HELENA — A University of Montana campus police offer was wrong to continue to detain and question a student suspected of underage drinking at a football game without advising her of her right against self-incrimination, the Montana Supreme Court has ruled.
The court sent the case back to Missoula Municipal Court, saying the judge wrongly denied Marcy Kroschel’s motion to suppress evidence of her age and date of birth because the officer failed to advise Kroschel of her Miranda rights.
Anne Hamilton, an attorney with the Associated Students of the University of Montana’s Legal Services division, has said she sought clarity on state law after handling numerous similar minor in possession cases.
Kroschel was asked her name and date of birth at a UM football game in August 2015 after an officer saw her walking unsteadily and smelled alcohol on her.
Under state law, officers who suspect someone of being involved in criminal activity may ask for their name, address and an explanation of their actions.
The state argued the officer continued to question Kroschel after she initially gave an incorrect spelling of her last name and gave a false date of birth that indicated she was old enough to legally drink alcohol.
Assistant Attorney General Mark Fowler argued a name and birthdate are simply “biographical data,” which are not inherently incriminating information and should not have required a Miranda warning.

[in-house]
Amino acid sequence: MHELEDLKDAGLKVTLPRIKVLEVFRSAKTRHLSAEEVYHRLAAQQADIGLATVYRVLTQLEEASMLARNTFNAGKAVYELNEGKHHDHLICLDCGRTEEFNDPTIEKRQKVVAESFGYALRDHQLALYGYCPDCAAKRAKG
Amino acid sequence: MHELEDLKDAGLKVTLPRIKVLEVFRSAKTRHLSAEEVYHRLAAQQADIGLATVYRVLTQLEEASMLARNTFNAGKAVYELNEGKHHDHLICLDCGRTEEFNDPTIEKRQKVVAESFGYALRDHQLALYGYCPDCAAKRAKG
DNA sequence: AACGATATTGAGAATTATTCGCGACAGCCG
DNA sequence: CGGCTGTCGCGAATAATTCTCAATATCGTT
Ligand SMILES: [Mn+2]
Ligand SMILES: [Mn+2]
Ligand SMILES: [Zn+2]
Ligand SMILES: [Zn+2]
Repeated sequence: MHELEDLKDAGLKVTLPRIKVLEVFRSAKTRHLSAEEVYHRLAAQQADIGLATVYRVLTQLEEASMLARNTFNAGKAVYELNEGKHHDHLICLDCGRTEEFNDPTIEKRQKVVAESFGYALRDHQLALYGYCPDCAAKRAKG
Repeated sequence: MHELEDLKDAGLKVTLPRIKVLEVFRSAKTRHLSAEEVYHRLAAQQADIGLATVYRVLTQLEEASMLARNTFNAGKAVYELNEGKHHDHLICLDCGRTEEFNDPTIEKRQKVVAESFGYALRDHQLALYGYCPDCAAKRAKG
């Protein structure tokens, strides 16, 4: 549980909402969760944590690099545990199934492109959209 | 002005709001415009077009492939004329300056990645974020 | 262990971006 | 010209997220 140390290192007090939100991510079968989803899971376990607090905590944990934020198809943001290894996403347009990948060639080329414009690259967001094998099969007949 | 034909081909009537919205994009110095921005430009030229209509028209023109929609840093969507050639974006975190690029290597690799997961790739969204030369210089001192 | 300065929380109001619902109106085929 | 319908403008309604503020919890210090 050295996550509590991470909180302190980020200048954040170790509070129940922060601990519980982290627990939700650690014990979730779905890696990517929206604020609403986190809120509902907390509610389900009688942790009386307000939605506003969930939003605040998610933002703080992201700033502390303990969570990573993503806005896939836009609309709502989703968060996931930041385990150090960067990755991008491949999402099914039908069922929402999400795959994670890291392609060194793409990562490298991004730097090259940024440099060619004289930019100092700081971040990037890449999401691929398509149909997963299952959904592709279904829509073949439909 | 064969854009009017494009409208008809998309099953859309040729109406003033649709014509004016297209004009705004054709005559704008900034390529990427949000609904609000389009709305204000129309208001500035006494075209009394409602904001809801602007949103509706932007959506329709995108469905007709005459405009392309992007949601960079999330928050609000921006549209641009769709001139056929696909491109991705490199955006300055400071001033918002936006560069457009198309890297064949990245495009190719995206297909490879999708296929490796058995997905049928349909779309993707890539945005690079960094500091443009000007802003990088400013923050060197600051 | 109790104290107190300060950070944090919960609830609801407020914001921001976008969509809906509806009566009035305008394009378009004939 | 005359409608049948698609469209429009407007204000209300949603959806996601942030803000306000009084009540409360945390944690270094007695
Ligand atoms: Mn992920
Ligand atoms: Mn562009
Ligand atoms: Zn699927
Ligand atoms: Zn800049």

However, justices ruled Tuesday that after determining Kroschel and her friend did not require medical or other assistance, the sole purpose of continuing to question her was to confirm or dispel police suspicion that Kroschel was not old enough to drink and had obstructed a police officer by giving false information.
“Kroschel’s age and date of birth were directly incriminating under the circumstances of this case,” Justice Dirk Sandefur wrote.
Four justices said the campus police officer was within the law to keep questioning Kroschel after a search of the student directory and criminal justice databases didn’t turn up her misspelled name and false date of birth. However, the majority said the questioning shouldn’t have continued behind closed doors without her being advised of her rights.
Three justices who agreed with the decision to send the case back to Municipal Court argued the interaction should have ended when Kroschel provided a name and date of birth indicating she was over the age of 21, because at that point the officer had no information indicating she was underage, other than an “assumption that college students lie.”
The “extended investigatory stop detaining Kroschel was unconstitutional because MIP is a non-jailable offense and no special circumstances were present to justify detention,” Justice Ingrid Gustafson wrote.
Under an earlier Montana Supreme Court ruling, Gustafson argued the investigatory stop for MIP should have ended with the officer either citing Kroschel for MIP or letting her go.